Last year, North York Arts began their pilot program called “Evolve! Performing Arts Program.” The program provides new generation and diverse theatre and dance artists with the opportunity to develop their work using high-quality, professional theatre space, with minimal costs.
In anticipation of Evolve’s! first workshop performance happening this month, I interviewed Melissa Foster, North York Arts’ Program and Outreach Director, who led the team in developing the program.
Tell me a bit about yourself and you career in community arts.
I have always had a love for the arts – especially theatre. This led me to pursue an undergraduate degree in Theatre Studies. After receiving my B.A., I switched gears and started working in the social service sector. Throughout my 10 year career I continued to run and facilitate arts programs for community members both abroad and within Toronto. Eventually, I decided to formally combine my passions; I completed a certificate in Community Arts Practice from York University, as well as a post-grad diploma in Arts Management from Western University.
I have been at North York Arts since 2014 and during my time here I’ve had the opportunity to collaborate with so many talented and dedicated local artists, community builders and service providers to grow the arts sector and engage all North York residents in the arts.
Why did North York Arts develop Evolve?
After working with so many artists and arts organizations over the years, it’s become apparent that there is a need for affordable and professional artistic space in the city. Thanks to our long-standing partnership with Toronto Centre for the Arts (TCA), one of Toronto’s three civic theatres, we were able to create Evolve! to help address these gaps in resources.
Specifically Evolve! is for performing artists in Toronto who are still in the developmental stages of their work. Artists receive access to the TCA’s “black box” Studio Theatre. Ultimately, the goal of the program is to help support the capacity of the theatre and dance community.
Why do you think it’s important that artists have access to high-quality space?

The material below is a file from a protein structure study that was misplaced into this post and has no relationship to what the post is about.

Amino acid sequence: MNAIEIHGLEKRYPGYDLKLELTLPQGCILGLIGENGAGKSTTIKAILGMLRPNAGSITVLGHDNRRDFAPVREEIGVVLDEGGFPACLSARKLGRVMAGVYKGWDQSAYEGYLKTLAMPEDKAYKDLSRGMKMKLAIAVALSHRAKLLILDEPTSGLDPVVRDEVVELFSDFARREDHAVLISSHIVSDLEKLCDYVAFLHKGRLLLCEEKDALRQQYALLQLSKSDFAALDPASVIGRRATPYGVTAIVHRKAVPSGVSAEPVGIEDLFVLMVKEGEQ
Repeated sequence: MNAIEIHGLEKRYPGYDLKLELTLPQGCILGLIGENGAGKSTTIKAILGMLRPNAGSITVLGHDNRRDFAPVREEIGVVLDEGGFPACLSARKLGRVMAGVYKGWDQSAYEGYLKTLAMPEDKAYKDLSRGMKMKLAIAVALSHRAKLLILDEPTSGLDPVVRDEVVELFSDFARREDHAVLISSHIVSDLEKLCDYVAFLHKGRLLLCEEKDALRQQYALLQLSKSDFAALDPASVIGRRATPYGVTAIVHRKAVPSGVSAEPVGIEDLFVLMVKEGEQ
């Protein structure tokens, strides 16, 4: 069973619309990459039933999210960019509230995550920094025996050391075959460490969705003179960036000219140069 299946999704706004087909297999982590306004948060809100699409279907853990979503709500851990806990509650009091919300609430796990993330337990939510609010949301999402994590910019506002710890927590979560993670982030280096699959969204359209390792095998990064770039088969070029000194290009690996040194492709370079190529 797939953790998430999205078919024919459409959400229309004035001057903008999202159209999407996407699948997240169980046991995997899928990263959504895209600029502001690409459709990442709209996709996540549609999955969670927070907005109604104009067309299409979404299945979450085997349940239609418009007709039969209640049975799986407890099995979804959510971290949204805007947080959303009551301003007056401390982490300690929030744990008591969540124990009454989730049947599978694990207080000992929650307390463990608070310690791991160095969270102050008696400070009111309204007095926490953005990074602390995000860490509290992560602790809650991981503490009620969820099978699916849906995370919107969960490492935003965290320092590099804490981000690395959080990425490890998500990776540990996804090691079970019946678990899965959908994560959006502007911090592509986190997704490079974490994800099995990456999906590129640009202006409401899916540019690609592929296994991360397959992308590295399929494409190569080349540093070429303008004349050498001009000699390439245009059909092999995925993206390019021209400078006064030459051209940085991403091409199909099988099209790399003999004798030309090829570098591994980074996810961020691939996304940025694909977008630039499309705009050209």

We live in a society that is results driven and we don’t pay a lot of attention to the process – but art is a process. A compelling story takes time to develop, and the collaborative nature of the performing arts requires a home – one that meets the unique needs of the performing arts. It’s these unique needs of theatre and dance that make access to space so difficult. The ability to access space at no-cost, that is equipped with all the things you need to develop your story is rare, especially for new-generation artists.
What can we expect from Evolve’s first workshop performance?
Evolve’s first workshop performance is called EARTH; the show is presented in partnership with two Toronto dance organizations, Dance Immersion and Artists in Motion (AIM) Dace Company.
Dance Immersion is a not-for-profit organization that produces, promotes and supports dancers and dances of the African Diaspora. Last year, Dance Immersion did an open call for artists and collectives who were interested in participating in Evolve!. AIM Dance Company, run by artistic director and choreographer Shameka Blake, was selected. As Shameka puts it “EARTH is a creation story. Exploring Earth, a ‘Mother Goddess’ who rules all people and gives birth to new generations of all beings.”
You can catch EARTH, a work-in-progress presentation, Feb 27th – 28th at 8pm at the Toronto Centre for the Arts, 5400 Yonge Street, North York. Tickets are $12 and can be purchased at the Box Office.